The invaluable insights presented in this research beckon further exploration and refinement, elucidating a rich landscape of potential avenues for future inquiry into the enigmatic dynamics of international market indices.

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FAQ

How does the late-stage contrarian strategy employed by Malin and Bornholt enhance the identification of securities poised for long-term return reversal, and what distinguishes it from traditional pure contrarian strategies?

The late-stage contrarian strategy used by Malin and Bornholt involves leveraging recent short-term performance to select securities that exhibit signs of being ready to reverse. Unlike traditional pure contrarian strategies, this approach integrates short-term performance metrics, providing a novel perspective in the identification of securities poised for reversal. The distinguishing factor lies in the strategic incorporation of short-term dynamics, potentially offering a more accurate and timely identification of securities on the brink of long-term return reversals.

What are the key findings regarding the strength and pervasiveness of long-term return reversals in both developed and emerging market indices, and how do these findings challenge or enhance the conventional understanding of cross-sectional contrarian profits, particularly in the post-1989 subsample of developed markets?

The study’s key findings reveal robust evidence of long-term return reversals in both developed and emerging market indices. In the post-1989 subsample of developed markets, despite the absence of cross-sectional contrarian profits, longitudinal analysis demonstrates a significant and resilient presence of long-term reversals. These findings challenge the conventional understanding of cross-sectional contrarian profits by highlighting the strength and pervasiveness of long-term return reversals, even in the absence of short-term contrarian profits in developed markets.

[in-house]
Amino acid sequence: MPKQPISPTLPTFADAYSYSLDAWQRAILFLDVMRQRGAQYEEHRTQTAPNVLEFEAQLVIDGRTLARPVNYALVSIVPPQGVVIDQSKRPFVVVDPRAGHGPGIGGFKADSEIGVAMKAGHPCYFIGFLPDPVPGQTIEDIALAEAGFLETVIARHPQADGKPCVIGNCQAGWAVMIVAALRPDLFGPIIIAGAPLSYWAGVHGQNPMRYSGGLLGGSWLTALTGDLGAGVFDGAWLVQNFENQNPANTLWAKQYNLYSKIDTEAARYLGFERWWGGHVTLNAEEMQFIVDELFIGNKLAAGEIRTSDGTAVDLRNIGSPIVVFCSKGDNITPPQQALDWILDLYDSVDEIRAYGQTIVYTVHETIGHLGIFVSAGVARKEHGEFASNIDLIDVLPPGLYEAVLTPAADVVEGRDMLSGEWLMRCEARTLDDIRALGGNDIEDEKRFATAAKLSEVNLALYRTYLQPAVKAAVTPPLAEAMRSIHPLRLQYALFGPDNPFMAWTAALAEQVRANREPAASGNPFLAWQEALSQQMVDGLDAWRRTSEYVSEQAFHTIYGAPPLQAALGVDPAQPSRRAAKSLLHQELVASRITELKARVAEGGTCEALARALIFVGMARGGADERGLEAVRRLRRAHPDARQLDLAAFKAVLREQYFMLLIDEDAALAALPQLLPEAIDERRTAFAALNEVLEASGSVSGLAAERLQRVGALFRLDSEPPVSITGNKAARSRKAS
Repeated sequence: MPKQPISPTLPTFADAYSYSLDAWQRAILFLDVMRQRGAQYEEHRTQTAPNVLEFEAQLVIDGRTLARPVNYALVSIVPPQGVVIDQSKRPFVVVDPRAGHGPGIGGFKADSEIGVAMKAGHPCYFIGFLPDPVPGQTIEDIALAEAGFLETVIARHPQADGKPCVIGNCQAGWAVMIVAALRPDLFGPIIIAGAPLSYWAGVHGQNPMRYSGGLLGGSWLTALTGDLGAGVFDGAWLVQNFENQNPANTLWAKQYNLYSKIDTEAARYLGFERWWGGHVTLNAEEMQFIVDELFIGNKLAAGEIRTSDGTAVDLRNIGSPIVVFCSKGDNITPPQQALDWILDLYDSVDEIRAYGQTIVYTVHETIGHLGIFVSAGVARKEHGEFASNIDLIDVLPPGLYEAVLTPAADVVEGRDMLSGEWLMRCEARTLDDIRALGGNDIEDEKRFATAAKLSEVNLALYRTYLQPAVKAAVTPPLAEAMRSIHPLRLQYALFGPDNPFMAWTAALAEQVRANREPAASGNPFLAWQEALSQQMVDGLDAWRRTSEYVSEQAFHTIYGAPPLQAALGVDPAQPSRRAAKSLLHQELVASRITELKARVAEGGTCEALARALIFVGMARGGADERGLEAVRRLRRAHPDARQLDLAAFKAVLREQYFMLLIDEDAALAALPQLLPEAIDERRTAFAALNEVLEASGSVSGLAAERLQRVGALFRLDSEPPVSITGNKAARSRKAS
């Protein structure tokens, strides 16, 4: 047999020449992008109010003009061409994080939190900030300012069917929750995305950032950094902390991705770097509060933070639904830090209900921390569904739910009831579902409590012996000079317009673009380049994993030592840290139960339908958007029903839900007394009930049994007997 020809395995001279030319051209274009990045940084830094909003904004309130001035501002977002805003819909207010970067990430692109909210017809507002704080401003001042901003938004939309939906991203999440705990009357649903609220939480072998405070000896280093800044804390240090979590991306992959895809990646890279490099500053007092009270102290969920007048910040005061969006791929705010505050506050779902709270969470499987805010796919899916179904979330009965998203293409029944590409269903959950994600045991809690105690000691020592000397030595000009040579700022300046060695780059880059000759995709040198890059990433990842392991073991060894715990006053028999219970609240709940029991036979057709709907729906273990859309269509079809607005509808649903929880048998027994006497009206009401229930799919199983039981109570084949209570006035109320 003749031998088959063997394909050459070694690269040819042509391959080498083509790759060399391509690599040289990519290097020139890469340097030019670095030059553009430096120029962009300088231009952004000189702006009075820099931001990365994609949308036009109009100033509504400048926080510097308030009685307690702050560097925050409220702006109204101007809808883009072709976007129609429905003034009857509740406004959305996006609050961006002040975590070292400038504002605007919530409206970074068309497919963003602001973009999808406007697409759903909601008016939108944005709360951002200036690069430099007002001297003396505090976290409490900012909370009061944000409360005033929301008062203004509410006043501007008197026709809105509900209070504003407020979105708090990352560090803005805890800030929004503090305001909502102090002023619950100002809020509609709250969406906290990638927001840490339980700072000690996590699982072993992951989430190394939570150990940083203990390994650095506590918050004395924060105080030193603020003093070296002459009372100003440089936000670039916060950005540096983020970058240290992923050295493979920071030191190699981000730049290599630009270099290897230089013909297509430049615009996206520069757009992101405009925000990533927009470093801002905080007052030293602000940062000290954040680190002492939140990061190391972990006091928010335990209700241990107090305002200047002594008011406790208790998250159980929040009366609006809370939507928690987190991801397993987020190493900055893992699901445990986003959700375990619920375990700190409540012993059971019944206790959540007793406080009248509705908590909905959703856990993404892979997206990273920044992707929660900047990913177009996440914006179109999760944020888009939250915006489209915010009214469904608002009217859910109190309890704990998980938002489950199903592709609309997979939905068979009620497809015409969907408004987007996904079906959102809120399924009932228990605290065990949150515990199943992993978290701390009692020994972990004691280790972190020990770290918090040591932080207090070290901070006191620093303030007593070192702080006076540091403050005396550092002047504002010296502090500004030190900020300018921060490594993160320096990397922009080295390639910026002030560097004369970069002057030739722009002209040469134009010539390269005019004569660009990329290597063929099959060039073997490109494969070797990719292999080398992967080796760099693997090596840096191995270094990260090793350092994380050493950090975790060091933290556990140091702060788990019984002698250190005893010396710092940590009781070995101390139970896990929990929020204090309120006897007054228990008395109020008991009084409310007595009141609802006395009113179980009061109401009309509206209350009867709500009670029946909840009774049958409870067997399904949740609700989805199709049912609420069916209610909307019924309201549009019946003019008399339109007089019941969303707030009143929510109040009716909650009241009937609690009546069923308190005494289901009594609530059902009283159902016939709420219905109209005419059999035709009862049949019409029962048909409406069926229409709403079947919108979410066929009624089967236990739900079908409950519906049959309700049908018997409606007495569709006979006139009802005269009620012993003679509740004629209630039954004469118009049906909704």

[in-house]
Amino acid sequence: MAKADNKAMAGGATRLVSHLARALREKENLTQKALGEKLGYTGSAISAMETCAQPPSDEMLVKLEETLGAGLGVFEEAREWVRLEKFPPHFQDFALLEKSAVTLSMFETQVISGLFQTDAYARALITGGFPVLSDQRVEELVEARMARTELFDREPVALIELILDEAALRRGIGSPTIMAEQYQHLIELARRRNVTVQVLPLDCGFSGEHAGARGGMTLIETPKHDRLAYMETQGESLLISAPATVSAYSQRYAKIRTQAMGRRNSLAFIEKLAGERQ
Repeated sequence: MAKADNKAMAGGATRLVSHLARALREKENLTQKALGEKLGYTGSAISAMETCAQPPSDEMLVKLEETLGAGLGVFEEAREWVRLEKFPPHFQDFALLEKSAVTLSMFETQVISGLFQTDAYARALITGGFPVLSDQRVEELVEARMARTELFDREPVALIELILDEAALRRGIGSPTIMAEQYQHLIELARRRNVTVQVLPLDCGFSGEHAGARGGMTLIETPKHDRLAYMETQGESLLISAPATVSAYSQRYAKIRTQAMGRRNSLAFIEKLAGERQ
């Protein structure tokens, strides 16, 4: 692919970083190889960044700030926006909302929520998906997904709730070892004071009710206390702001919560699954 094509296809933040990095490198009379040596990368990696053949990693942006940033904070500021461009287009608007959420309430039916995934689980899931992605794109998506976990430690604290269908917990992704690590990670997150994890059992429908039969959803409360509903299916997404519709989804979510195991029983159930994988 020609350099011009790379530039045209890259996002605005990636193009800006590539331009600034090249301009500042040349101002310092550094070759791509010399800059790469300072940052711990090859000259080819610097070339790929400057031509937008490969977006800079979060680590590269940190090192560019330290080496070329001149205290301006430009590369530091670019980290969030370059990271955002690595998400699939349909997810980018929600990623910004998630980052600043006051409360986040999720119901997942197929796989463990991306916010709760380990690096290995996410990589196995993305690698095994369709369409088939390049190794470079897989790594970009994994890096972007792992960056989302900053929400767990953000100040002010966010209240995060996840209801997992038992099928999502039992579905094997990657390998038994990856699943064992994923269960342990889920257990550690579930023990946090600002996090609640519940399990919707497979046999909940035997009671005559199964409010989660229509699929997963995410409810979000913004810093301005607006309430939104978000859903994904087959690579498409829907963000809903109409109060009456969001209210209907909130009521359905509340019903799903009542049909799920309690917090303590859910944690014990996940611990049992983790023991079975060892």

In what ways does the study contribute to our understanding of the interplay between contrarian effects and international financial integration, and what implications do the robust evidence of long-term return reversals have for investors and researchers in the context of constructing effective investment strategies within international equity markets?

The study contributes to our understanding of the interplay between contrarian effects and international financial integration by showcasing that long-term return reversals are stronger and more pervasive than previously understood. The robust evidence implies that investors and researchers should consider incorporating late-stage contrarian strategies for more effective identification of securities with potential long-term reversals. These findings underscore the importance of adapting investment strategies to account for the nuanced dynamics of long-term return reversals within the framework of international equity markets.